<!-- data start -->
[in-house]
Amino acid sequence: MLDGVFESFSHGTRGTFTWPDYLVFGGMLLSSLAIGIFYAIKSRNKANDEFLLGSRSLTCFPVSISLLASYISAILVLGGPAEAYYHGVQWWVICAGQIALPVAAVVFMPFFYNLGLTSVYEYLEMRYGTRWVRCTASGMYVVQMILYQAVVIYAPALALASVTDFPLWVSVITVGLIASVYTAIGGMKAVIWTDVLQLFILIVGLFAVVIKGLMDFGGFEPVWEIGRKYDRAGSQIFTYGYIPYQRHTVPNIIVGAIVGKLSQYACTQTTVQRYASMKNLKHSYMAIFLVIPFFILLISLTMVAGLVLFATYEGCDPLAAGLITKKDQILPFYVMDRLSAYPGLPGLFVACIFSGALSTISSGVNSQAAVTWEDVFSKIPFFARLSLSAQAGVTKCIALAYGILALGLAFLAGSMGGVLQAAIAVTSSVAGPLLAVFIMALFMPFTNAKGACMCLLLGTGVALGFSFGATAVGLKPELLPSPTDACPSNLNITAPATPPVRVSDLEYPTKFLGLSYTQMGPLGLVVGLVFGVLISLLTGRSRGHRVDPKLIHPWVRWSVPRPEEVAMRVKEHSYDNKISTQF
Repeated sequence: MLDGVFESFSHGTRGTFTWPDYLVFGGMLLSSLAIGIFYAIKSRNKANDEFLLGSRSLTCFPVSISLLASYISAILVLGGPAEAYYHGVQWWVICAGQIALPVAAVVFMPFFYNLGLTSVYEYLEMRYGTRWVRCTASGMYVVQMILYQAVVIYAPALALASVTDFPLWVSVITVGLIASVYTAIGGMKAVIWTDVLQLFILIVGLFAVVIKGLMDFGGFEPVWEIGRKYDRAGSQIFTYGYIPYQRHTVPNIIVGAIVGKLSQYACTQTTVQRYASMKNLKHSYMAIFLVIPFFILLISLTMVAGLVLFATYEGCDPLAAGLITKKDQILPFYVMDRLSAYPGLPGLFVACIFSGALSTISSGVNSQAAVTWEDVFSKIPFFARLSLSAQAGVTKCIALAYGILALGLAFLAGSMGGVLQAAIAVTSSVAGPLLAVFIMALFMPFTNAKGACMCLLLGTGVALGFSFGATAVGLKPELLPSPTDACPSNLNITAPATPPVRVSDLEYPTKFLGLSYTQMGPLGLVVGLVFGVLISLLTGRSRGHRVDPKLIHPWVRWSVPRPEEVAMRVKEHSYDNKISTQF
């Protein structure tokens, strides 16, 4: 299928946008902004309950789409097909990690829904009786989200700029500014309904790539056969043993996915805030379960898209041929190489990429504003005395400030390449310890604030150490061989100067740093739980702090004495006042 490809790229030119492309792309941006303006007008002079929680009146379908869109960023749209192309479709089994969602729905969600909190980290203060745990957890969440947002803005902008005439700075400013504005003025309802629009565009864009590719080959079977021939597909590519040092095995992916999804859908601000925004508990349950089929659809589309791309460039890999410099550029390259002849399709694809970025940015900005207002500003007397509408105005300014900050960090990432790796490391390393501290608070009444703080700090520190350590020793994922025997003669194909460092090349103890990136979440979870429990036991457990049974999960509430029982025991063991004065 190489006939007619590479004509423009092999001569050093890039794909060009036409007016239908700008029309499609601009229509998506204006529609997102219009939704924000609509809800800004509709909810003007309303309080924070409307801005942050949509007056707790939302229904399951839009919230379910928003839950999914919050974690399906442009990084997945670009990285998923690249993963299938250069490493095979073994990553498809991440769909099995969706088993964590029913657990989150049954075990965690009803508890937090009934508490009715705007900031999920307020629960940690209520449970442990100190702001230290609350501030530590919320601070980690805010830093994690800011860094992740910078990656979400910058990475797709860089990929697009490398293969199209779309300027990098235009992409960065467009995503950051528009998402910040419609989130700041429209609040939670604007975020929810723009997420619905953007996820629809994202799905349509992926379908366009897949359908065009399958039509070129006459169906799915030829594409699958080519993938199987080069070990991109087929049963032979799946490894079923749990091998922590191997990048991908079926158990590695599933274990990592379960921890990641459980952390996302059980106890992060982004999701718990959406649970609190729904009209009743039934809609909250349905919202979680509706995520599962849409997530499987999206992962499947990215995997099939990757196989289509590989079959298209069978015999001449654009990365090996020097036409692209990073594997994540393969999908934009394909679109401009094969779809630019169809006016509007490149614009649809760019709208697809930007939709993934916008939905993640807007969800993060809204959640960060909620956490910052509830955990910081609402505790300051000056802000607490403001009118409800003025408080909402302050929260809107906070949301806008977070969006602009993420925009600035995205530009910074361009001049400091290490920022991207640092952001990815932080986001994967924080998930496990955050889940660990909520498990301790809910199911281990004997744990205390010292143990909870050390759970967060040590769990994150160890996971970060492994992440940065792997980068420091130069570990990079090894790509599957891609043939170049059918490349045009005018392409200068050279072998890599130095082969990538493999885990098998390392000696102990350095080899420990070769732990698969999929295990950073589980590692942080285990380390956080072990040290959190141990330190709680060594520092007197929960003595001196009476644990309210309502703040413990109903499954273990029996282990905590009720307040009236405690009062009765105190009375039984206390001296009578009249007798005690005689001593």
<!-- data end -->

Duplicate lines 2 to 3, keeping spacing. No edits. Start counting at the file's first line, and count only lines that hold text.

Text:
Amino acid sequence: MLDGVFESFSHGTRGTFTWPDYLVFGGMLLSSLAIGIFYAIKSRNKANDEFLLGSRSLTCFPVSISLLASYISAILVLGGPAEAYYHGVQWWVICAGQIALPVAAVVFMPFFYNLGLTSVYEYLEMRYGTRWVRCTASGMYVVQMILYQAVVIYAPALALASVTDFPLWVSVITVGLIASVYTAIGGMKAVIWTDVLQLFILIVGLFAVVIKGLMDFGGFEPVWEIGRKYDRAGSQIFTYGYIPYQRHTVPNIIVGAIVGKLSQYACTQTTVQRYASMKNLKHSYMAIFLVIPFFILLISLTMVAGLVLFATYEGCDPLAAGLITKKDQILPFYVMDRLSAYPGLPGLFVACIFSGALSTISSGVNSQAAVTWEDVFSKIPFFARLSLSAQAGVTKCIALAYGILALGLAFLAGSMGGVLQAAIAVTSSVAGPLLAVFIMALFMPFTNAKGACMCLLLGTGVALGFSFGATAVGLKPELLPSPTDACPSNLNITAPATPPVRVSDLEYPTKFLGLSYTQMGPLGLVVGLVFGVLISLLTGRSRGHRVDPKLIHPWVRWSVPRPEEVAMRVKEHSYDNKISTQF
Repeated sequence: MLDGVFESFSHGTRGTFTWPDYLVFGGMLLSSLAIGIFYAIKSRNKANDEFLLGSRSLTCFPVSISLLASYISAILVLGGPAEAYYHGVQWWVICAGQIALPVAAVVFMPFFYNLGLTSVYEYLEMRYGTRWVRCTASGMYVVQMILYQAVVIYAPALALASVTDFPLWVSVITVGLIASVYTAIGGMKAVIWTDVLQLFILIVGLFAVVIKGLMDFGGFEPVWEIGRKYDRAGSQIFTYGYIPYQRHTVPNIIVGAIVGKLSQYACTQTTVQRYASMKNLKHSYMAIFLVIPFFILLISLTMVAGLVLFATYEGCDPLAAGLITKKDQILPFYVMDRLSAYPGLPGLFVACIFSGALSTISSGVNSQAAVTWEDVFSKIPFFARLSLSAQAGVTKCIALAYGILALGLAFLAGSMGGVLQAAIAVTSSVAGPLLAVFIMALFMPFTNAKGACMCLLLGTGVALGFSFGATAVGLKPELLPSPTDACPSNLNITAPATPPVRVSDLEYPTKFLGLSYTQMGPLGLVVGLVFGVLISLLTGRSRGHRVDPKLIHPWVRWSVPRPEEVAMRVKEHSYDNKISTQF